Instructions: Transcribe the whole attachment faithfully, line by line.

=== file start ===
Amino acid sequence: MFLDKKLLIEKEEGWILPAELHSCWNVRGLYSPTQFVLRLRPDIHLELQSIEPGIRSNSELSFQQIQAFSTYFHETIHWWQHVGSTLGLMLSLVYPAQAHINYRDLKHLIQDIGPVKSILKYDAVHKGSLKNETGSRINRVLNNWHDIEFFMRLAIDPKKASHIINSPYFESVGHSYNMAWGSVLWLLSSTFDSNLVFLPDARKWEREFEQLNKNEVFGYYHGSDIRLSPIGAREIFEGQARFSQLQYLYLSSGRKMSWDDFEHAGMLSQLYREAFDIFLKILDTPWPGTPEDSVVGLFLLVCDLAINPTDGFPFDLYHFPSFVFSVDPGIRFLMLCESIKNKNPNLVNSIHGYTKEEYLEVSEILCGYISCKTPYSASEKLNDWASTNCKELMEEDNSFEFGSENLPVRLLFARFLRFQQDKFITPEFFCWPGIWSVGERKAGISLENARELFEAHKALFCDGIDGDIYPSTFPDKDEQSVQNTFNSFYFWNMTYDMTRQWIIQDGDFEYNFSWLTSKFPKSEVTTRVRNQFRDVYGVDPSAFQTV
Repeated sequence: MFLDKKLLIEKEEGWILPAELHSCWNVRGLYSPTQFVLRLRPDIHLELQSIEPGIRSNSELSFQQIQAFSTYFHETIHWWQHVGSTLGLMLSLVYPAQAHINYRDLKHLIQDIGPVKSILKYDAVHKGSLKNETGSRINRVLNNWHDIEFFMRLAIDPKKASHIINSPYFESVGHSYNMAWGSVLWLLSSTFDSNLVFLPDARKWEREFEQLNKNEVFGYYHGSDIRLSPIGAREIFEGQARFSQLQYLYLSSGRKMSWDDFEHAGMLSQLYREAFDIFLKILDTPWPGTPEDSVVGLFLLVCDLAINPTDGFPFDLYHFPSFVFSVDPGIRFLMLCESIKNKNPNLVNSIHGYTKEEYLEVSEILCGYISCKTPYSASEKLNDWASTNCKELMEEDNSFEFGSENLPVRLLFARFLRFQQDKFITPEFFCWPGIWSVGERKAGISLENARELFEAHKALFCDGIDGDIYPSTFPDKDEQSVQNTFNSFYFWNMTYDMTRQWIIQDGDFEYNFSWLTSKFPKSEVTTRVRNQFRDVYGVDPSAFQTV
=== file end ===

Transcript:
Amino acid sequence: MFLDKKLLIEKEEGWILPAELHSCWNVRGLYSPTQFVLRLRPDIHLELQSIEPGIRSNSELSFQQIQAFSTYFHETIHWWQHVGSTLGLMLSLVYPAQAHINYRDLKHLIQDIGPVKSILKYDAVHKGSLKNETGSRINRVLNNWHDIEFFMRLAIDPKKASHIINSPYFESVGHSYNMAWGSVLWLLSSTFDSNLVFLPDARKWEREFEQLNKNEVFGYYHGSDIRLSPIGAREIFEGQARFSQLQYLYLSSGRKMSWDDFEHAGMLSQLYREAFDIFLKILDTPWPGTPEDSVVGLFLLVCDLAINPTDGFPFDLYHFPSFVFSVDPGIRFLMLCESIKNKNPNLVNSIHGYTKEEYLEVSEILCGYISCKTPYSASEKLNDWASTNCKELMEEDNSFEFGSENLPVRLLFARFLRFQQDKFITPEFFCWPGIWSVGERKAGISLENARELFEAHKALFCDGIDGDIYPSTFPDKDEQSVQNTFNSFYFWNMTYDMTRQWIIQDGDFEYNFSWLTSKFPKSEVTTRVRNQFRDVYGVDPSAFQTV
Repeated sequence: MFLDKKLLIEKEEGWILPAELHSCWNVRGLYSPTQFVLRLRPDIHLELQSIEPGIRSNSELSFQQIQAFSTYFHETIHWWQHVGSTLGLMLSLVYPAQAHINYRDLKHLIQDIGPVKSILKYDAVHKGSLKNETGSRINRVLNNWHDIEFFMRLAIDPKKASHIINSPYFESVGHSYNMAWGSVLWLLSSTFDSNLVFLPDARKWEREFEQLNKNEVFGYYHGSDIRLSPIGAREIFEGQARFSQLQYLYLSSGRKMSWDDFEHAGMLSQLYREAFDIFLKILDTPWPGTPEDSVVGLFLLVCDLAINPTDGFPFDLYHFPSFVFSVDPGIRFLMLCESIKNKNPNLVNSIHGYTKEEYLEVSEILCGYISCKTPYSASEKLNDWASTNCKELMEEDNSFEFGSENLPVRLLFARFLRFQQDKFITPEFFCWPGIWSVGERKAGISLENARELFEAHKALFCDGIDGDIYPSTFPDKDEQSVQNTFNSFYFWNMTYDMTRQWIIQDGDFEYNFSWLTSKFPKSEVTTRVRNQFRDVYGVDPSAFQTV